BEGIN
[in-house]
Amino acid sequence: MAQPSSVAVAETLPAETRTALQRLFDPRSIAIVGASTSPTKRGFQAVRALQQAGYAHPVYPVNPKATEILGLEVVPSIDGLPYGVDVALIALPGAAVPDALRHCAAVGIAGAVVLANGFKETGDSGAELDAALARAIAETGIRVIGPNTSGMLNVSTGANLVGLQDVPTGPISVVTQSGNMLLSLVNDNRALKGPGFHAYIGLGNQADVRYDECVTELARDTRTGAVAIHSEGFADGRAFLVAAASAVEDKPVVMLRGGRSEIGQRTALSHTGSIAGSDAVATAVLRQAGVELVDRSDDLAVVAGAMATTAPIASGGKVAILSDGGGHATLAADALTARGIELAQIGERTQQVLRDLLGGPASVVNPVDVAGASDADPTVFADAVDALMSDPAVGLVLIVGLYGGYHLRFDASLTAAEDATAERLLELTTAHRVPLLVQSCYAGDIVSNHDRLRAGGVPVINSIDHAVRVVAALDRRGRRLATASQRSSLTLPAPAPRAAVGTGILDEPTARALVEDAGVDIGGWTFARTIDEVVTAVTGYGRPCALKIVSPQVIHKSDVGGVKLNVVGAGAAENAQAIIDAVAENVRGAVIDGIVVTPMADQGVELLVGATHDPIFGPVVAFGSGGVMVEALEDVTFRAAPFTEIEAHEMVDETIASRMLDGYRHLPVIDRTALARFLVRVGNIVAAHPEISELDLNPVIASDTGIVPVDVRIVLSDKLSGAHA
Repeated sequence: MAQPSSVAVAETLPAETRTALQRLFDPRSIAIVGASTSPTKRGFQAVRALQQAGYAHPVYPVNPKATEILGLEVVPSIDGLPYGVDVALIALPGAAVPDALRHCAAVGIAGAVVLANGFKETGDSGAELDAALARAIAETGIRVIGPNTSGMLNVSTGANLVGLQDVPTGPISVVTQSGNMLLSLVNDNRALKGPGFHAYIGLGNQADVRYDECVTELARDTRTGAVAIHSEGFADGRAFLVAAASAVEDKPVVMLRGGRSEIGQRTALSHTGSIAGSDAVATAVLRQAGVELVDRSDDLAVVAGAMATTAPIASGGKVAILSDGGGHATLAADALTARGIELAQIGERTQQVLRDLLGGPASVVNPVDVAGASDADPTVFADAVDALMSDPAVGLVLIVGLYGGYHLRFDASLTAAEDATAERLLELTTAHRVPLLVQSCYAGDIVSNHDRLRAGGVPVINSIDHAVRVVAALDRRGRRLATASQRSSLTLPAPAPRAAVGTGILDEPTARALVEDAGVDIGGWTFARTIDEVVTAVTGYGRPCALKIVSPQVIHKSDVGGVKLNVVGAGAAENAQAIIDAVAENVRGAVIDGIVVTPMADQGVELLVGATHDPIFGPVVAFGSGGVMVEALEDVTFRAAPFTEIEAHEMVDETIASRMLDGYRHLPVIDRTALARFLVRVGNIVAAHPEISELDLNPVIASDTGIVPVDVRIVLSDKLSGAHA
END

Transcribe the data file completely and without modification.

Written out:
[in-house]
Amino acid sequence: MAQPSSVAVAETLPAETRTALQRLFDPRSIAIVGASTSPTKRGFQAVRALQQAGYAHPVYPVNPKATEILGLEVVPSIDGLPYGVDVALIALPGAAVPDALRHCAAVGIAGAVVLANGFKETGDSGAELDAALARAIAETGIRVIGPNTSGMLNVSTGANLVGLQDVPTGPISVVTQSGNMLLSLVNDNRALKGPGFHAYIGLGNQADVRYDECVTELARDTRTGAVAIHSEGFADGRAFLVAAASAVEDKPVVMLRGGRSEIGQRTALSHTGSIAGSDAVATAVLRQAGVELVDRSDDLAVVAGAMATTAPIASGGKVAILSDGGGHATLAADALTARGIELAQIGERTQQVLRDLLGGPASVVNPVDVAGASDADPTVFADAVDALMSDPAVGLVLIVGLYGGYHLRFDASLTAAEDATAERLLELTTAHRVPLLVQSCYAGDIVSNHDRLRAGGVPVINSIDHAVRVVAALDRRGRRLATASQRSSLTLPAPAPRAAVGTGILDEPTARALVEDAGVDIGGWTFARTIDEVVTAVTGYGRPCALKIVSPQVIHKSDVGGVKLNVVGAGAAENAQAIIDAVAENVRGAVIDGIVVTPMADQGVELLVGATHDPIFGPVVAFGSGGVMVEALEDVTFRAAPFTEIEAHEMVDETIASRMLDGYRHLPVIDRTALARFLVRVGNIVAAHPEISELDLNPVIASDTGIVPVDVRIVLSDKLSGAHA
Repeated sequence: MAQPSSVAVAETLPAETRTALQRLFDPRSIAIVGASTSPTKRGFQAVRALQQAGYAHPVYPVNPKATEILGLEVVPSIDGLPYGVDVALIALPGAAVPDALRHCAAVGIAGAVVLANGFKETGDSGAELDAALARAIAETGIRVIGPNTSGMLNVSTGANLVGLQDVPTGPISVVTQSGNMLLSLVNDNRALKGPGFHAYIGLGNQADVRYDECVTELARDTRTGAVAIHSEGFADGRAFLVAAASAVEDKPVVMLRGGRSEIGQRTALSHTGSIAGSDAVATAVLRQAGVELVDRSDDLAVVAGAMATTAPIASGGKVAILSDGGGHATLAADALTARGIELAQIGERTQQVLRDLLGGPASVVNPVDVAGASDADPTVFADAVDALMSDPAVGLVLIVGLYGGYHLRFDASLTAAEDATAERLLELTTAHRVPLLVQSCYAGDIVSNHDRLRAGGVPVINSIDHAVRVVAALDRRGRRLATASQRSSLTLPAPAPRAAVGTGILDEPTARALVEDAGVDIGGWTFARTIDEVVTAVTGYGRPCALKIVSPQVIHKSDVGGVKLNVVGAGAAENAQAIIDAVAENVRGAVIDGIVVTPMADQGVELLVGATHDPIFGPVVAFGSGGVMVEALEDVTFRAAPFTEIEAHEMVDETIASRMLDGYRHLPVIDRTALARFLVRVGNIVAAHPEISELDLNPVIASDTGIVPVDVRIVLSDKLSGAHA